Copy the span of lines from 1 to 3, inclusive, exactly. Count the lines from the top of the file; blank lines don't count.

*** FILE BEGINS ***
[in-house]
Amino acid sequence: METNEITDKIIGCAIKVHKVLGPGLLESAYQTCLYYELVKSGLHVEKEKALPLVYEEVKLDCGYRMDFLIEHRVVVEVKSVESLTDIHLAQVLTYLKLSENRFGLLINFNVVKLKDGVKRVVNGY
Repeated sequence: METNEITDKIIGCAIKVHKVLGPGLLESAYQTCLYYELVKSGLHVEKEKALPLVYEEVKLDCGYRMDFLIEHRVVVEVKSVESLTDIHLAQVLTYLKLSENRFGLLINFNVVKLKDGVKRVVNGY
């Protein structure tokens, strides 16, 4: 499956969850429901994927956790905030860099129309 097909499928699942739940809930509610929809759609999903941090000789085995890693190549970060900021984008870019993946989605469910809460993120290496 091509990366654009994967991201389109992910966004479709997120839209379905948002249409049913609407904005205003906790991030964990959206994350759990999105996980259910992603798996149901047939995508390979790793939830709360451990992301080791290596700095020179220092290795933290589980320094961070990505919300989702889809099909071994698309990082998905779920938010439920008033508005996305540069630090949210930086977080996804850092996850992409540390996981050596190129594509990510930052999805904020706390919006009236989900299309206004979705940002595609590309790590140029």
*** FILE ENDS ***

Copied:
[in-house]
Amino acid sequence: METNEITDKIIGCAIKVHKVLGPGLLESAYQTCLYYELVKSGLHVEKEKALPLVYEEVKLDCGYRMDFLIEHRVVVEVKSVESLTDIHLAQVLTYLKLSENRFGLLINFNVVKLKDGVKRVVNGY
Repeated sequence: METNEITDKIIGCAIKVHKVLGPGLLESAYQTCLYYELVKSGLHVEKEKALPLVYEEVKLDCGYRMDFLIEHRVVVEVKSVESLTDIHLAQVLTYLKLSENRFGLLINFNVVKLKDGVKRVVNGY